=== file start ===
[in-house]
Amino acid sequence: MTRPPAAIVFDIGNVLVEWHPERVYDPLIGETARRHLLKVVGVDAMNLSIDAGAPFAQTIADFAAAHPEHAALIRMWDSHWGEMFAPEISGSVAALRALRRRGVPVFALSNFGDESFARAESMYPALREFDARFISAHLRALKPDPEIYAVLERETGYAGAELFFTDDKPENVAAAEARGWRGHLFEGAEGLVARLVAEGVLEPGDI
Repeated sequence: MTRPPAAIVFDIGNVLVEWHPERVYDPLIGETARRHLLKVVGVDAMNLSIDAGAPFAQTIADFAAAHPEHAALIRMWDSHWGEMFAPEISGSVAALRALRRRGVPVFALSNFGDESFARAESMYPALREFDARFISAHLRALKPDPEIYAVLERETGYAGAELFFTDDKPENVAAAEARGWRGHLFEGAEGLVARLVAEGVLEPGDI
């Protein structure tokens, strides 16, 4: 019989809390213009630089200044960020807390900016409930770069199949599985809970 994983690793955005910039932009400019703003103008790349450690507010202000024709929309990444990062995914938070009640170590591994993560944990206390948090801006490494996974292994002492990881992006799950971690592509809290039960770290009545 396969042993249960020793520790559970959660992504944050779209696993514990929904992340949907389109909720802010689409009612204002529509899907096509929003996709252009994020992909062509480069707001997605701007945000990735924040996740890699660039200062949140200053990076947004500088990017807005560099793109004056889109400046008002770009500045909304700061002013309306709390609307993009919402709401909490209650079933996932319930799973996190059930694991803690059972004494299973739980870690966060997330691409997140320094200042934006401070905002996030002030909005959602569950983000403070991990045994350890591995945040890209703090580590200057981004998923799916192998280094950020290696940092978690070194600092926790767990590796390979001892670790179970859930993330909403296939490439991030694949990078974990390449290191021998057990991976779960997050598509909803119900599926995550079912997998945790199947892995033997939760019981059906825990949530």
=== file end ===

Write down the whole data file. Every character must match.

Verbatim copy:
[in-house]
Amino acid sequence: MTRPPAAIVFDIGNVLVEWHPERVYDPLIGETARRHLLKVVGVDAMNLSIDAGAPFAQTIADFAAAHPEHAALIRMWDSHWGEMFAPEISGSVAALRALRRRGVPVFALSNFGDESFARAESMYPALREFDARFISAHLRALKPDPEIYAVLERETGYAGAELFFTDDKPENVAAAEARGWRGHLFEGAEGLVARLVAEGVLEPGDI
Repeated sequence: MTRPPAAIVFDIGNVLVEWHPERVYDPLIGETARRHLLKVVGVDAMNLSIDAGAPFAQTIADFAAAHPEHAALIRMWDSHWGEMFAPEISGSVAALRALRRRGVPVFALSNFGDESFARAESMYPALREFDARFISAHLRALKPDPEIYAVLERETGYAGAELFFTDDKPENVAAAEARGWRGHLFEGAEGLVARLVAEGVLEPGDI
């Protein structure tokens, strides 16, 4: 019989809390213009630089200044960020807390900016409930770069199949599985809970 994983690793955005910039932009400019703003103008790349450690507010202000024709929309990444990062995914938070009640170590591994993560944990206390948090801006490494996974292994002492990881992006799950971690592509809290039960770290009545 396969042993249960020793520790559970959660992504944050779209696993514990929904992340949907389109909720802010689409009612204002529509899907096509929003996709252009994020992909062509480069707001997605701007945000990735924040996740890699660039200062949140200053990076947004500088990017807005560099793109004056889109400046008002770009500045909304700061002013309306709390609307993009919402709401909490209650079933996932319930799973996190059930694991803690059972004494299973739980870690966060997330691409997140320094200042934006401070905002996030002030909005959602569950983000403070991990045994350890591995945040890209703090580590200057981004998923799916192998280094950020290696940092978690070194600092926790767990590796390979001892670790179970859930993330909403296939490439991030694949990078974990390449290191021998057990991976779960997050598509909803119900599926995550079912997998945790199947892995033997939760019981059906825990949530």